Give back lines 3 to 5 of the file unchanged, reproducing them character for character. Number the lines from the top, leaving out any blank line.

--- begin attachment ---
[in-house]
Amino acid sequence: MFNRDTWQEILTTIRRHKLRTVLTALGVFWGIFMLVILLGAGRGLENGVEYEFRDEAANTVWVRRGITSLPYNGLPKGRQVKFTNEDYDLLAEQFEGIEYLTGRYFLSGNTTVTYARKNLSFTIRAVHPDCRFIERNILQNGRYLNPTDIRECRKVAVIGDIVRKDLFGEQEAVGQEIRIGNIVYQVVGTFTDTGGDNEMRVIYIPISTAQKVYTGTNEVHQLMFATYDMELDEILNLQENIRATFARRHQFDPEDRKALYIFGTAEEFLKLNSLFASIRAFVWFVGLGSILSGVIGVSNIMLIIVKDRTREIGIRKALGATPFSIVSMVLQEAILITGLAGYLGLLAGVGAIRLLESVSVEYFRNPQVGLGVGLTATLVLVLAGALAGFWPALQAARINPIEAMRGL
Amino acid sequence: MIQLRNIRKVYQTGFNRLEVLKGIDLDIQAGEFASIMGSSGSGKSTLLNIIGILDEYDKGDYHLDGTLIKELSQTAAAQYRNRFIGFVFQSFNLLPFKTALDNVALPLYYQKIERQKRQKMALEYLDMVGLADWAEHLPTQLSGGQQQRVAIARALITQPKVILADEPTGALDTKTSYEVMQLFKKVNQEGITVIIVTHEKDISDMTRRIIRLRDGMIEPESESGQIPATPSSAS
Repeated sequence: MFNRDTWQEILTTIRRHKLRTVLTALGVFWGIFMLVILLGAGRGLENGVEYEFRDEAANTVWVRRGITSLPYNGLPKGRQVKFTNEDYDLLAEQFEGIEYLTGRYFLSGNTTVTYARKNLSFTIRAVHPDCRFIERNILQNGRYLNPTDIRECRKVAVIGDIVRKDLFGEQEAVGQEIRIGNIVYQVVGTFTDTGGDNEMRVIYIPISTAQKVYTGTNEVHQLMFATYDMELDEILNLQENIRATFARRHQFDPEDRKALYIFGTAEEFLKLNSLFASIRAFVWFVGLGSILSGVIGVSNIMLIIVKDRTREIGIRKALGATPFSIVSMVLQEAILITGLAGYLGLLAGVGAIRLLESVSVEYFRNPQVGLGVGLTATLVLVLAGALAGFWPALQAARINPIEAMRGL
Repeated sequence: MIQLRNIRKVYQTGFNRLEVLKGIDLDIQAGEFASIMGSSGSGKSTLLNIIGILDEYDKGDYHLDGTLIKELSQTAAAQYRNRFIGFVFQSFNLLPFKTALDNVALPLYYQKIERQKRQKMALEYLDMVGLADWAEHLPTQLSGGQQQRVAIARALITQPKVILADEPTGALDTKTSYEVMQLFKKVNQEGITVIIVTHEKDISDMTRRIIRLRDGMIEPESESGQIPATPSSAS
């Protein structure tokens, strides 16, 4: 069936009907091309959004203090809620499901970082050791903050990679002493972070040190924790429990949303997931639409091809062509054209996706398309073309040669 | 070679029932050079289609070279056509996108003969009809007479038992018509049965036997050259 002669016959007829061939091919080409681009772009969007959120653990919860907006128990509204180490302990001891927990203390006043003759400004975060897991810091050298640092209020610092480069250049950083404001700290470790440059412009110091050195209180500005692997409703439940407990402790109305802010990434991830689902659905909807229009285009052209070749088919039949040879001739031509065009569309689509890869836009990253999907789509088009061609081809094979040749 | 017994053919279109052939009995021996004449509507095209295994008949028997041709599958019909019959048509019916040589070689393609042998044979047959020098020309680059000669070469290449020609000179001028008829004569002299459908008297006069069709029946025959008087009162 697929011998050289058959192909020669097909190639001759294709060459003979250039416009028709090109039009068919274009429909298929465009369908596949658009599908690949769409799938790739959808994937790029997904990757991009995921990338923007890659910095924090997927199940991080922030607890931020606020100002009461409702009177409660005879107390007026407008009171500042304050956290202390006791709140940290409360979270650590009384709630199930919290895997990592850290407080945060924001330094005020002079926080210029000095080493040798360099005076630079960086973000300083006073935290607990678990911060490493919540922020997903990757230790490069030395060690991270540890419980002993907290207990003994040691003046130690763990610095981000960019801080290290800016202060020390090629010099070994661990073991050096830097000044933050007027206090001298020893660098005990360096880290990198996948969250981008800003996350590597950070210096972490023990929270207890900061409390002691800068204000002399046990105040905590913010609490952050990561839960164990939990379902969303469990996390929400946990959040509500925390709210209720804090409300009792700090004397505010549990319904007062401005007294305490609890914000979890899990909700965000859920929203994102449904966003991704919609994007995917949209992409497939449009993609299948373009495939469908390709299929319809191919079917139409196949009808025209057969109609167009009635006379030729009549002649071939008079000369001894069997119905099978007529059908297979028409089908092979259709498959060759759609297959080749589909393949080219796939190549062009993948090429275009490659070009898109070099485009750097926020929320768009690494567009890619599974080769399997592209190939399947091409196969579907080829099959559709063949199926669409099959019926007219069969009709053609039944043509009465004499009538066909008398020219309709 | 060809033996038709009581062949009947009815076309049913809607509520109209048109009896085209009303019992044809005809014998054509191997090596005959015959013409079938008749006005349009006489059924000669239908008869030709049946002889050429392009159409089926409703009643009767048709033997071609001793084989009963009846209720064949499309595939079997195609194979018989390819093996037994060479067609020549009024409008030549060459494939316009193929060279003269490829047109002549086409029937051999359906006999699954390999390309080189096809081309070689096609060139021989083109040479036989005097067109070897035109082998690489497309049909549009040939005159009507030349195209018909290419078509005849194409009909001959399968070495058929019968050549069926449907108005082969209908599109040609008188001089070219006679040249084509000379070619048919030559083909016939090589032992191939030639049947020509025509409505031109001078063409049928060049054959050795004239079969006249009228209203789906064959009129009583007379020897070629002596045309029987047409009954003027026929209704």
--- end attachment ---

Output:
Amino acid sequence: MIQLRNIRKVYQTGFNRLEVLKGIDLDIQAGEFASIMGSSGSGKSTLLNIIGILDEYDKGDYHLDGTLIKELSQTAAAQYRNRFIGFVFQSFNLLPFKTALDNVALPLYYQKIERQKRQKMALEYLDMVGLADWAEHLPTQLSGGQQQRVAIARALITQPKVILADEPTGALDTKTSYEVMQLFKKVNQEGITVIIVTHEKDISDMTRRIIRLRDGMIEPESESGQIPATPSSAS
Repeated sequence: MFNRDTWQEILTTIRRHKLRTVLTALGVFWGIFMLVILLGAGRGLENGVEYEFRDEAANTVWVRRGITSLPYNGLPKGRQVKFTNEDYDLLAEQFEGIEYLTGRYFLSGNTTVTYARKNLSFTIRAVHPDCRFIERNILQNGRYLNPTDIRECRKVAVIGDIVRKDLFGEQEAVGQEIRIGNIVYQVVGTFTDTGGDNEMRVIYIPISTAQKVYTGTNEVHQLMFATYDMELDEILNLQENIRATFARRHQFDPEDRKALYIFGTAEEFLKLNSLFASIRAFVWFVGLGSILSGVIGVSNIMLIIVKDRTREIGIRKALGATPFSIVSMVLQEAILITGLAGYLGLLAGVGAIRLLESVSVEYFRNPQVGLGVGLTATLVLVLAGALAGFWPALQAARINPIEAMRGL
Repeated sequence: MIQLRNIRKVYQTGFNRLEVLKGIDLDIQAGEFASIMGSSGSGKSTLLNIIGILDEYDKGDYHLDGTLIKELSQTAAAQYRNRFIGFVFQSFNLLPFKTALDNVALPLYYQKIERQKRQKMALEYLDMVGLADWAEHLPTQLSGGQQQRVAIARALITQPKVILADEPTGALDTKTSYEVMQLFKKVNQEGITVIIVTHEKDISDMTRRIIRLRDGMIEPESESGQIPATPSSAS